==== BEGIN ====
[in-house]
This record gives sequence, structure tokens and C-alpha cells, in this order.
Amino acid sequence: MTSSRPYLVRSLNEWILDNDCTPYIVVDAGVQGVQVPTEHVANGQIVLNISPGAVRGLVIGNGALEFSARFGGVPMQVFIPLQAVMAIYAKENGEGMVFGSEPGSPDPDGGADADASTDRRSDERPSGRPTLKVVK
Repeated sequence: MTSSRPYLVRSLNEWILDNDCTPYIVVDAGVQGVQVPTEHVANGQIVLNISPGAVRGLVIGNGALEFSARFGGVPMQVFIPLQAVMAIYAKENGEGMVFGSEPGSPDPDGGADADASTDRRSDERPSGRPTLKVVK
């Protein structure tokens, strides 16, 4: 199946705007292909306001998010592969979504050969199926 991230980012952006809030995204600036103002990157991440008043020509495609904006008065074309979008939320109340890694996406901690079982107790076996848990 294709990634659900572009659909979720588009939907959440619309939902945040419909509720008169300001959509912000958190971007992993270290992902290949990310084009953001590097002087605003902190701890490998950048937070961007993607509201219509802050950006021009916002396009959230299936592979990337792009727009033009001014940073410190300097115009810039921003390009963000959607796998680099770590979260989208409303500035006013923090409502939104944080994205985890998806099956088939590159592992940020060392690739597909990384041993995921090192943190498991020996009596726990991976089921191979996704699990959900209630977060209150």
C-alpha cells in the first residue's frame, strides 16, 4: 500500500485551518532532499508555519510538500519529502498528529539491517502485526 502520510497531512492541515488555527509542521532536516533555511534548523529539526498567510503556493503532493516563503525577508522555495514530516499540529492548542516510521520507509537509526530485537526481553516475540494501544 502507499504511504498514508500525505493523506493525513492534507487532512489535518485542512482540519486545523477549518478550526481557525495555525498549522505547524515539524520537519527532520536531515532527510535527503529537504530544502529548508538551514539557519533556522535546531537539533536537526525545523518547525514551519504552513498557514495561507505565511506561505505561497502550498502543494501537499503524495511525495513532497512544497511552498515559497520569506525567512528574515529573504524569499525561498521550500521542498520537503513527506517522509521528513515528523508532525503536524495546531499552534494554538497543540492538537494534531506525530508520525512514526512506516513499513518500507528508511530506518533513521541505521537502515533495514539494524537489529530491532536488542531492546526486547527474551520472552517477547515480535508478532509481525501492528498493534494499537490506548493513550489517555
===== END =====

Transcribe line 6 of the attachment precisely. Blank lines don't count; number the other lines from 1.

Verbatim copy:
C-alpha cells in the first residue's frame, strides 16, 4: 500500500485551518532532499508555519510538500519529502498528529539491517502485526 502520510497531512492541515488555527509542521532536516533555511534548523529539526498567510503556493503532493516563503525577508522555495514530516499540529492548542516510521520507509537509526530485537526481553516475540494501544 502507499504511504498514508500525505493523506493525513492534507487532512489535518485542512482540519486545523477549518478550526481557525495555525498549522505547524515539524520537519527532520536531515532527510535527503529537504530544502529548508538551514539557519533556522535546531537539533536537526525545523518547525514551519504552513498557514495561507505565511506561505505561497502550498502543494501537499503524495511525495513532497512544497511552498515559497520569506525567512528574515529573504524569499525561498521550500521542498520537503513527506517522509521528513515528523508532525503536524495546531499552534494554538497543540492538537494534531506525530508520525512514526512506516513499513518500507528508511530506518533513521541505521537502515533495514539494524537489529530491532536488542531492546526486547527474551520472552517477547515480535508478532509481525501492528498493534494499537490506548493513550489517555